TEXT AND PHOTOGRAPHS BY NIHARIKA JOSHI
Ahmedabad, Gujarat & Jodhpur, Rajasthan
One winter afternoon around our shared teatime, Dadi ji opened her late husband’s closet, and pointed at the rows of neatly hung kurtas, “Beta, inhe le jao, pehno, kabse yahan rakhe hain, dhool jam rahi hai.” It had only been a few weeks since I got married and moved into this century-old house, whose top floor our Dadi ji, Kamla Kabra occupied, with her paintings, delicate frames, and memories of Pandit Brijbhushan Kabra or Dadu (1937-2018).
The kurtas Dadiji was pointing at, I later found out, were each hand-embroidered by her over the last few decades for Panditji to wear for his music performances, important meetings and album recordings! It will be fitting to devote an entirely separate story to Panditji’s musical genius, and his personal journeys as a poet, musician, businessman and philanthropist. A pioneer who married the guitar into the Hindustani Classical music tradition, recording several best selling albums and spectacular concerts in the process; the greatness of Pandit Brijbhushan Kabra’s life continues to cast a warm glow on all our lives. These words however, are for the clothing of that greatness.
Between 1975 to early 2000’s, Dadi hand-patterned and hand-embroidered over 70 kurtas for Dadu, stitched from the softest silk sourced from Ahmedabad, Jodhpur and Calcutta. Dadi ji began with a single kurta in 1975, made for Dadu for a wedding in the family, and went on to steadily build an impressive repertoire, glimpses of which can be seen across intimate family photos and music album covers alike!
Dadi believes that the art of embroidery is a common practice among women of her generation, who were raised in similar situations like hers. The art may be common and ubiquitous, but the sheer volume of her work is staggering. Apart from the three cupboards stacked with hand stitched kurtas at their Ahmedabad residence, she says many more kurtas have been kept away at their Jodhpur house. It’s difficult to imagine such nonchalance towards pieces of art one has meticulously created, in an age where every creative output is unfailingly documented and displayed.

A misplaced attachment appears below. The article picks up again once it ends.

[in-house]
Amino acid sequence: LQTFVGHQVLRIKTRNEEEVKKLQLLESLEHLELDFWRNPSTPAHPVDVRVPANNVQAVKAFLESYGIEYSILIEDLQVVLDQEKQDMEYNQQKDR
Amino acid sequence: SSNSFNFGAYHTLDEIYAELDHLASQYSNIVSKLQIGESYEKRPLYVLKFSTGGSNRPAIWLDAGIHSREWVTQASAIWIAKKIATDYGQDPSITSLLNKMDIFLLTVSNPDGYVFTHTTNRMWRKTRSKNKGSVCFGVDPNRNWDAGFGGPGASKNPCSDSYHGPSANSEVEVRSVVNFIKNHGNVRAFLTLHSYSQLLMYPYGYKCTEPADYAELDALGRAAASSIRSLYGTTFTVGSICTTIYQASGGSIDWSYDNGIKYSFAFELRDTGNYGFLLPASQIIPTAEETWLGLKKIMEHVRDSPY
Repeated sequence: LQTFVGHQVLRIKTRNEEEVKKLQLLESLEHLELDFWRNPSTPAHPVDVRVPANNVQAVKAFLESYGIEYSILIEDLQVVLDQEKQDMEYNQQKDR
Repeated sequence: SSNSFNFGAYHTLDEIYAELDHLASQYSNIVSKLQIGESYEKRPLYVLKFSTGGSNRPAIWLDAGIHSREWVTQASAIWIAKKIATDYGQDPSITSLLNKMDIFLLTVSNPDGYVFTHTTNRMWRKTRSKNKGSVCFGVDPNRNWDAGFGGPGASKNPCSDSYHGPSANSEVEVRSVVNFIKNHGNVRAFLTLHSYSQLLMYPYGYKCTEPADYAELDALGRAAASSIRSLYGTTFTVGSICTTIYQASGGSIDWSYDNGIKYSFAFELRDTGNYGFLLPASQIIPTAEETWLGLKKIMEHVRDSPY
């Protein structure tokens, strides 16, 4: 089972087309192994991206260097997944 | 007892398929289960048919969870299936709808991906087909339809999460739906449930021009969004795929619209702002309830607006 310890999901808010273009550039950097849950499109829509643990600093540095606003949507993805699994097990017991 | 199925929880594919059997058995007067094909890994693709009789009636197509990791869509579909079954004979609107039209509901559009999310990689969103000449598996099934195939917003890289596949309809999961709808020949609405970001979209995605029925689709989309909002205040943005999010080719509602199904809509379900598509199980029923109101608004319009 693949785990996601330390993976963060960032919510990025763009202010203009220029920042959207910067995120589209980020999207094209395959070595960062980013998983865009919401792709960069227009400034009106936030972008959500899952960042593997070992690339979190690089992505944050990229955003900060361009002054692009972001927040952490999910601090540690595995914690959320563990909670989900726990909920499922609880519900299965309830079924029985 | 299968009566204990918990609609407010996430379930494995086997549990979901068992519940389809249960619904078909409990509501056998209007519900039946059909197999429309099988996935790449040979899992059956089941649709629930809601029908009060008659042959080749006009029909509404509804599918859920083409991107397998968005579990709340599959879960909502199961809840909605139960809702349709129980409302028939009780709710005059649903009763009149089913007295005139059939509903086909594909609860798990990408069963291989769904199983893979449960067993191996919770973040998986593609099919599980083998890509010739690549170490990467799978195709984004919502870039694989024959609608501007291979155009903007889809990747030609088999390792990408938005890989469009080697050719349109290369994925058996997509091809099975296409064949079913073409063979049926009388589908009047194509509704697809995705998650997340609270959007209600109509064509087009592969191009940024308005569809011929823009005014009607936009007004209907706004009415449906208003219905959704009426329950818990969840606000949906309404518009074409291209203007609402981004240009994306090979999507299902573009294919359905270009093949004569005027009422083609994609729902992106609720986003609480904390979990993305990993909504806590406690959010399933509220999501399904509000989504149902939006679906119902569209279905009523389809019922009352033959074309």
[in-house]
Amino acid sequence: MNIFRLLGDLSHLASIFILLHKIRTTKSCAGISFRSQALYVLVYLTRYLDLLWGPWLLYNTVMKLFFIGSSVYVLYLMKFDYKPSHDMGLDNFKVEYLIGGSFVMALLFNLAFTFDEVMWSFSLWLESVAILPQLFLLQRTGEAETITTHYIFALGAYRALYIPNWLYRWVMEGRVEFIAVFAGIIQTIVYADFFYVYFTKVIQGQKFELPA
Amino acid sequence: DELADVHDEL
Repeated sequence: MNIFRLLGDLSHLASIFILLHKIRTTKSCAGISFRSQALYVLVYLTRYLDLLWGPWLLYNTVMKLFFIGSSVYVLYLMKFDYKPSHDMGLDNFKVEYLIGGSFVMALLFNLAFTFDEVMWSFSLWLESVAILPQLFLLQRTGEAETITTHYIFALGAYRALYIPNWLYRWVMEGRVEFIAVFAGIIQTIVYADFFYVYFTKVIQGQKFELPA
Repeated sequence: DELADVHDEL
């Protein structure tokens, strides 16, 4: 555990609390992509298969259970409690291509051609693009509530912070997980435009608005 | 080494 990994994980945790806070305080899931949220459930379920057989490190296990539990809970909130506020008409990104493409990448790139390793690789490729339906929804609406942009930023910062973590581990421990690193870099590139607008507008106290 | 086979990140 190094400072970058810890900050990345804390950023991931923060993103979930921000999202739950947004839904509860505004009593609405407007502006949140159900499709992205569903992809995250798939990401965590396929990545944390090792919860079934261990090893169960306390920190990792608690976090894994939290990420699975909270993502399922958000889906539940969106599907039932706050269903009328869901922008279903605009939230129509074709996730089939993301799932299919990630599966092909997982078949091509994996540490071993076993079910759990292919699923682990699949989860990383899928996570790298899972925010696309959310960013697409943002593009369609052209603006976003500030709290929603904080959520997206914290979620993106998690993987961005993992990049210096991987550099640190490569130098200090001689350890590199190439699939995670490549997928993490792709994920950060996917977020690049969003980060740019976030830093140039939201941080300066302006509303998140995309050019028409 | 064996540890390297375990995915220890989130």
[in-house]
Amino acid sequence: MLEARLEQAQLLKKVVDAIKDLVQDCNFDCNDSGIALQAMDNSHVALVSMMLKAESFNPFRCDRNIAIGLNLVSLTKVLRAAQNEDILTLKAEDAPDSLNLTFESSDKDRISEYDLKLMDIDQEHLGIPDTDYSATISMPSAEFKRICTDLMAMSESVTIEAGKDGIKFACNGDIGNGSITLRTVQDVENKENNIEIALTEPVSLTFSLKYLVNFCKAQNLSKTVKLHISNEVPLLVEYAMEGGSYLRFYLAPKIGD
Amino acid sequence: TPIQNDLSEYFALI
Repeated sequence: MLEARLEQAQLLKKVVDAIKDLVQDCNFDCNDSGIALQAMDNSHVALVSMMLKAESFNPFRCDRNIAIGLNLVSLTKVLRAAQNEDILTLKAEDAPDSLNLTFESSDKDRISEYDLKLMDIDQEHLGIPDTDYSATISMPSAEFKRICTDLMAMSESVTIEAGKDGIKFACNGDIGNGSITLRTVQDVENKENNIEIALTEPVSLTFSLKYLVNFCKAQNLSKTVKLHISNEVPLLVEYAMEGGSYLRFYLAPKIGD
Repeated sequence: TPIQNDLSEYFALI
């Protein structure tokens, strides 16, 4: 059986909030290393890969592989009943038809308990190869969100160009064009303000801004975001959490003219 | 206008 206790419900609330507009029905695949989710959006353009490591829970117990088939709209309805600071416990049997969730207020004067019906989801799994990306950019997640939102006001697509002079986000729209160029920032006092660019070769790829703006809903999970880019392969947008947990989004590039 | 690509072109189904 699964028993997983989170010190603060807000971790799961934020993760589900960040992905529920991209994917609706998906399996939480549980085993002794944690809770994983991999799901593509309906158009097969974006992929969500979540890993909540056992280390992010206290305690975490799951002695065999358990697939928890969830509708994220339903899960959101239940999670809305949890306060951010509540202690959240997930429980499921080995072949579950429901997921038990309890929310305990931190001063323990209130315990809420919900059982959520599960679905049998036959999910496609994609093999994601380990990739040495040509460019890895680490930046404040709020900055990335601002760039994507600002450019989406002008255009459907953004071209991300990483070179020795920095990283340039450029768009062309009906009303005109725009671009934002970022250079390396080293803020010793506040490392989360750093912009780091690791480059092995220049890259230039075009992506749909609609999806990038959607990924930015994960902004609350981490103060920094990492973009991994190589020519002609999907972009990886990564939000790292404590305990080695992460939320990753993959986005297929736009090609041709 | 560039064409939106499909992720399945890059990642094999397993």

The quiet village of Jaswantgarh, Rajasthan where Dadi grew up was faraway from the violence and fervour around Independence, leaving enough time to stitch. Stitch at first; bed covers, tablecloth hems, simple blouses and anything that needed mending, and then embroider.“My father didn’t know I’d learned to work the sewing machine from my mother, secretly. He wanted us to focus on our education. He made sure all the girls in our village attended primary school first. But somehow I always found time for myself at the sewing machine.After dinner, by lantern-light, my aunt and I would practise our stitches and patterns. The radio would give us background music. Do you know, my aunt was a year younger than me?! That’s how things were those days!“
In the aangan of her large Marwari house is where Dadi learned to thread the needle, unhurriedly and with a patience only a life of comfort and certainty can bring. Soon after her marriage at the age of 16, she carried her needles, sewing box and nascent skill to Jodhpur, where they would live briefly, before shifting to Ahmedabad.
While she may have created clothing for an unparalleled master-musician, through her practice, Dadi has created a space of mastery of her own. Panditji was one of the first Hindustani Classical musicians to wear bright, richly embroidered kurtas on stage and during recordings. Before him, most maestros preferred to wear whites or solid colours in public. “He was very handsome, and could carry bold and bright colours with grace. He got so many offers from Mumbai to foray into cinema, but he refused!”, says Dadi, with a glint of shyness in her eyes.
In the empty hours of her todays, Dadi remembers her busy days of embroidering in-between housework and tending to children, and recounts her design process. She would spend borrowed hours drawing a perfectly seamless pattern.Dreaming of leaves, waves, seasons and elements, while Panditji brought them alive through his music.